Volantis goes fully open-source

Volantis had announced a few months ago that they would open-source their software. They later offered a binary download while making the final touches to the open-source version. Well today is the day they release the entire software to the community.
BIG step for a company that has sold the software for so many years.

Here is an e-mail I just received:


I wanted you to know that we have today released a version of the Framework, the Volantis Mobility Server, to the open source community under the GNU General Public License (GPL), version three.

Volantis is the first mobile content delivery solutions vendor to open source its code. In offering its Mobility Server to the community, Volantis aims to drive adoption and encourage more companies to bring usable and compelling content to the mobile Web.

“The Internet grew, in large part, because it was easy to develop for the Web. Not only were browsers relatively standardized, but the tools to create databases and complex systems are open and available,” said Volantis CEO Mark Watson. “Our goal is to bring that same openness to the mobile Web. Developing for this market is difficult thanks to the splintered phone market, which will only continue to diversify. Developers need an easy-to-use tool with a proven device library in order to help their creativity come alive.”

If you would like to receive a copy of the full press release please let me know. You can visit http://opensource.volantis.com to access the software and for further information and you can contact us via the community website or me individually at this address.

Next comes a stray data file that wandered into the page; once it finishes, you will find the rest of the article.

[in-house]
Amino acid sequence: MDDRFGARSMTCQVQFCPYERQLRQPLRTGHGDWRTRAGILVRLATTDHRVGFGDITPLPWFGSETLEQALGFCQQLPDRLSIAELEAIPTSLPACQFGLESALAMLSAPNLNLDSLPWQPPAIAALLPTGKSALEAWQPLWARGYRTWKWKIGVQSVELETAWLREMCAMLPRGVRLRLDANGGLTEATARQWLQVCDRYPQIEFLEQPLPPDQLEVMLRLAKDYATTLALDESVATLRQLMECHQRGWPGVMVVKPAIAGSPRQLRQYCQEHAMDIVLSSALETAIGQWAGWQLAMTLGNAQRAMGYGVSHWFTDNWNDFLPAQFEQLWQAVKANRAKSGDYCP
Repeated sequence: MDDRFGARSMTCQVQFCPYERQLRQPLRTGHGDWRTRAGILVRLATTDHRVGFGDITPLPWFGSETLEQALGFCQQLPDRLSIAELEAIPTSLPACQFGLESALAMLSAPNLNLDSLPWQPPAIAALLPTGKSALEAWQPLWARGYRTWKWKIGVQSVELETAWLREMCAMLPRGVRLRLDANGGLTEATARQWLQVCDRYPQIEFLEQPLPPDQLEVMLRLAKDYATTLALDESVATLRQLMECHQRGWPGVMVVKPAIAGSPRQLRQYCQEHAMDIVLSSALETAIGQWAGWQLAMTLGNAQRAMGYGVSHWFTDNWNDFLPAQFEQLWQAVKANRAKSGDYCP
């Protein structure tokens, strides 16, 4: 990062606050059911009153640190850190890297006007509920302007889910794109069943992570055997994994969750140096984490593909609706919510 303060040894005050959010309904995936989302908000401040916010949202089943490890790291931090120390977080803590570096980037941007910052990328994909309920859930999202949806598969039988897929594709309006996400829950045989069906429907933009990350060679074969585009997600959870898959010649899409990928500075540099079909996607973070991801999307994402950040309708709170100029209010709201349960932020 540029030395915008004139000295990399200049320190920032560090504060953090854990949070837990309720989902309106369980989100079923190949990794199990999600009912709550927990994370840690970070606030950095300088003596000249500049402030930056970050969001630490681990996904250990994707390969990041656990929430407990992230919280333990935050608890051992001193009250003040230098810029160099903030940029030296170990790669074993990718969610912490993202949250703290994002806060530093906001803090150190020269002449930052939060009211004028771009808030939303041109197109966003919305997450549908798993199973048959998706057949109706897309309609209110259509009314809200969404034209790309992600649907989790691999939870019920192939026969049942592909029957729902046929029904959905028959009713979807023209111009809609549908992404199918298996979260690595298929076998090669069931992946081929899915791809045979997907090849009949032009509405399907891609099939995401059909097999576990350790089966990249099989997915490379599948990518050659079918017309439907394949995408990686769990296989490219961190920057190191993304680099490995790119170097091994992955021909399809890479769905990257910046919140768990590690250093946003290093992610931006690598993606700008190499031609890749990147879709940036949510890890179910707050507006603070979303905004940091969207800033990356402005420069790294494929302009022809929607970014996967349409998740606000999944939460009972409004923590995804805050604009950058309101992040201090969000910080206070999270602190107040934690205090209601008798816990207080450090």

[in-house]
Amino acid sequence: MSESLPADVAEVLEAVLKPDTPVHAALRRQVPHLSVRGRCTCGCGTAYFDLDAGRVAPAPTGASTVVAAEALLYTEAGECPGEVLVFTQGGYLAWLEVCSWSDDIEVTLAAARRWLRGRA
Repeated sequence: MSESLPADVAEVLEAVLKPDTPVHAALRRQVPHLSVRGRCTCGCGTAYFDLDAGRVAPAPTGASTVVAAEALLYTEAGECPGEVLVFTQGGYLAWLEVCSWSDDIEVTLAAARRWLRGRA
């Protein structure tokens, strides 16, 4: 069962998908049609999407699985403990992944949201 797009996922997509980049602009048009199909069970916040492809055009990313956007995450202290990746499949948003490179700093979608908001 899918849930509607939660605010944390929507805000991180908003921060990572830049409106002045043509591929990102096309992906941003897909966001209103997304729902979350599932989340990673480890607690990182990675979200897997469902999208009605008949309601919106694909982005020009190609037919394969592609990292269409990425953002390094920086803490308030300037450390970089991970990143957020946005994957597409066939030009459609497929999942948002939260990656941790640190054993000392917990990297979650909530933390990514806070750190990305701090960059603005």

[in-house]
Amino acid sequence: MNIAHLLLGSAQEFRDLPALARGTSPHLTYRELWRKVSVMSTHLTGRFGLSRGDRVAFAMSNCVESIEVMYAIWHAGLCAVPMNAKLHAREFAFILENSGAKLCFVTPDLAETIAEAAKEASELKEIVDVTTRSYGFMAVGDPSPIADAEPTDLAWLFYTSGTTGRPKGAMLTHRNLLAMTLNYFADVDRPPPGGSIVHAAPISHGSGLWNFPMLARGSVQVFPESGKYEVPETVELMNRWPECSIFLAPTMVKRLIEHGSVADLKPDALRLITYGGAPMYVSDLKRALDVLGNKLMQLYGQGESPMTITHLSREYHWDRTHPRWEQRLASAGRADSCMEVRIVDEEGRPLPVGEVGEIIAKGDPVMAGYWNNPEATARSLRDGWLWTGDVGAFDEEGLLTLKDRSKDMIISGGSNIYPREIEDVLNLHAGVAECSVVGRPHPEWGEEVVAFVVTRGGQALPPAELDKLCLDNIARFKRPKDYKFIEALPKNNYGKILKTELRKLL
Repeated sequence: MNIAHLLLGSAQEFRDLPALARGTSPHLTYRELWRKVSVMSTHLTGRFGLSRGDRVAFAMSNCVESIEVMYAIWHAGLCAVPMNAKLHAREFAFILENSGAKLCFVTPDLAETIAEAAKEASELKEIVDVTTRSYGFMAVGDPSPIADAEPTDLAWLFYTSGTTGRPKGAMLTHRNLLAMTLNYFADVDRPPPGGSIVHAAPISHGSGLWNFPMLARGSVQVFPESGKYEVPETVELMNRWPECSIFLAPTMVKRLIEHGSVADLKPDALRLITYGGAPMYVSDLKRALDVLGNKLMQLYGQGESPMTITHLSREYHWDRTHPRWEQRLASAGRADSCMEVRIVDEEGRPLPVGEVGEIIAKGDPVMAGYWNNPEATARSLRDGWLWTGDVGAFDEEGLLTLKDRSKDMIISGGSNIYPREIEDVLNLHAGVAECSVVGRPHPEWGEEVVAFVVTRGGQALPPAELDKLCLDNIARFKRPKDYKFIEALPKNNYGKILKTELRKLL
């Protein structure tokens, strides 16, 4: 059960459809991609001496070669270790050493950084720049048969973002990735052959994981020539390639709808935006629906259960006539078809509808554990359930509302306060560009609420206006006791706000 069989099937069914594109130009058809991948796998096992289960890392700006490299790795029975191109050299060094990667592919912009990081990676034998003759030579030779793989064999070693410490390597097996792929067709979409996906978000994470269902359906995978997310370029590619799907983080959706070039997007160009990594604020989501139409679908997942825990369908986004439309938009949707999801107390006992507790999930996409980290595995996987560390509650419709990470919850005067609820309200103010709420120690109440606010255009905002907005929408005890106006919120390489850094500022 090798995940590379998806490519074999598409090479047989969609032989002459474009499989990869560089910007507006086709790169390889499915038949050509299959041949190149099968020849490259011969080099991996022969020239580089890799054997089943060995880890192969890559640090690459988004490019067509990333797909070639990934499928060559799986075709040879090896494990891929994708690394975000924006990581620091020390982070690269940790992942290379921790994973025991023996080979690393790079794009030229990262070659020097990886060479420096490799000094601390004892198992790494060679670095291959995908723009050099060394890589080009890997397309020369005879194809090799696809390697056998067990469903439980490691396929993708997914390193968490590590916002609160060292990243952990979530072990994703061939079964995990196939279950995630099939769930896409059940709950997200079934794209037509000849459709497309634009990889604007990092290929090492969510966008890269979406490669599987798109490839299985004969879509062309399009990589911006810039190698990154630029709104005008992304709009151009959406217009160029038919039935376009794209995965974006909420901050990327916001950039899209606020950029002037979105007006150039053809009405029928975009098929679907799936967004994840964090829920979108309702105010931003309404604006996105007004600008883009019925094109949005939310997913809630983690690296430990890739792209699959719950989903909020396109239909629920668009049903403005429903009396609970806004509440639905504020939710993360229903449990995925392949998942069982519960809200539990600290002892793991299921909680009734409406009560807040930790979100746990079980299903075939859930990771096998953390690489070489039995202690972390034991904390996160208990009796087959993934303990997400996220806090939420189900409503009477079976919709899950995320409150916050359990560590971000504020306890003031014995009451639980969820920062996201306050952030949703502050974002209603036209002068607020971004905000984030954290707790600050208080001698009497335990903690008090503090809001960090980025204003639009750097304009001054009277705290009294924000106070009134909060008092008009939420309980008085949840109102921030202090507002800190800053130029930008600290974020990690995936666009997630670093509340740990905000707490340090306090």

Su Johnston
Volantis Systems Limited

Here is also a link to the official press release on their site.

Of course Volantis is also a partner of DeviceAtlas and we are working closely with them in order to integrate their great device database with ours so that developers can get the best of the best.

Betavine and GPL software

Vodafone’s Betavine has launched a serie of updates, including a section for the development of open-source, much like SourceForge.
To kick-start the site they have included some libraries that Vodafone is releasing as open-source. I am especially happy about the GPL release of the drivers for the Mobile Connect Card. It’s for linux at this time, but one of the big issue for non-Windows users and getting on internet while on the move has certainly been the lack of drivers for proprietary PCMCIA cards. I think that the raise of the USB modems for mobile networks is a sign that more and more customers wanted non-Windows support, now that the drivers for a PCMCIA card are available I expect developers to take it and extend it.

Good move, Vodafone.